Ontario Journalist, Writer, Photography & Filmmaker

The Fading Flickr

Pretty much most people who post images on the web have done so knowing there’s a possibility someone could download the image and make use of it. Tools for tracking these kinds of abuses have grown; Tineeye being a popular one but there are others. Word of mouth is an important one as well.

With the growing relevance and influence of new media and social networking, more photos are being shown/shared online than ever before. Unfortunately, many of these sites do little to try to help protect the intellectual property rights of those people sharing the images. Facebook, for example, with its recent changes to the way photos are displayed makes it incredibly easy to download any image on their service.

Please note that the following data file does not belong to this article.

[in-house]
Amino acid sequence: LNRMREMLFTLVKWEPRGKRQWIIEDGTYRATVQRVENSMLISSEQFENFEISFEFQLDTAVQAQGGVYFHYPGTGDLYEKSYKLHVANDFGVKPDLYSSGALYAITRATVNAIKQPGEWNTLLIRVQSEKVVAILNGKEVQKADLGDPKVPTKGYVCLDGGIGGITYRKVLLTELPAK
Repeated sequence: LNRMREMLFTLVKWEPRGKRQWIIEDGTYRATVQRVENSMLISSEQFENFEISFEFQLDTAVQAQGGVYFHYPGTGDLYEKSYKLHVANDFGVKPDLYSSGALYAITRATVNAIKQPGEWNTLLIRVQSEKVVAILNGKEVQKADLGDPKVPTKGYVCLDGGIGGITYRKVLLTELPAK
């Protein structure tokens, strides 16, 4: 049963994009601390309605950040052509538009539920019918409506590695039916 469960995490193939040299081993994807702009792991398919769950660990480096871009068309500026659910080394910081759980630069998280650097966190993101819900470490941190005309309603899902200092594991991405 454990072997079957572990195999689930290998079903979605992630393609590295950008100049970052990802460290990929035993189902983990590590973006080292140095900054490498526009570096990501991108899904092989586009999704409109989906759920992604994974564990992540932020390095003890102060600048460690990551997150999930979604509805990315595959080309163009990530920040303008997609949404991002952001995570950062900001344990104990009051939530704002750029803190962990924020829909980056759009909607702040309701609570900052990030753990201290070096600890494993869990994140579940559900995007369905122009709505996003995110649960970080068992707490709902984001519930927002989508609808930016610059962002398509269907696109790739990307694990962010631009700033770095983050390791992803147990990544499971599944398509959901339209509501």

Some outlets; most particularly those for video sharing, have made it possible to track where vidoes are embedded outside the actual hosting site. Vimeo’s tracking tools are terrific. Youtube does a passable job but could do better. Facebook is useless in that regard and clearly they don’t care either. Other new/social media outlets have varying degrees of trackability. This brings us to Flickr.

Flickr was one of the first new media outlets to gain mass appeal and use. I don’t know how many images are hosted on Flickr but would venture a guess that it’s in the tens of millions. The collection includes professionals, advanced non-professionals, snapshooters and anything in between.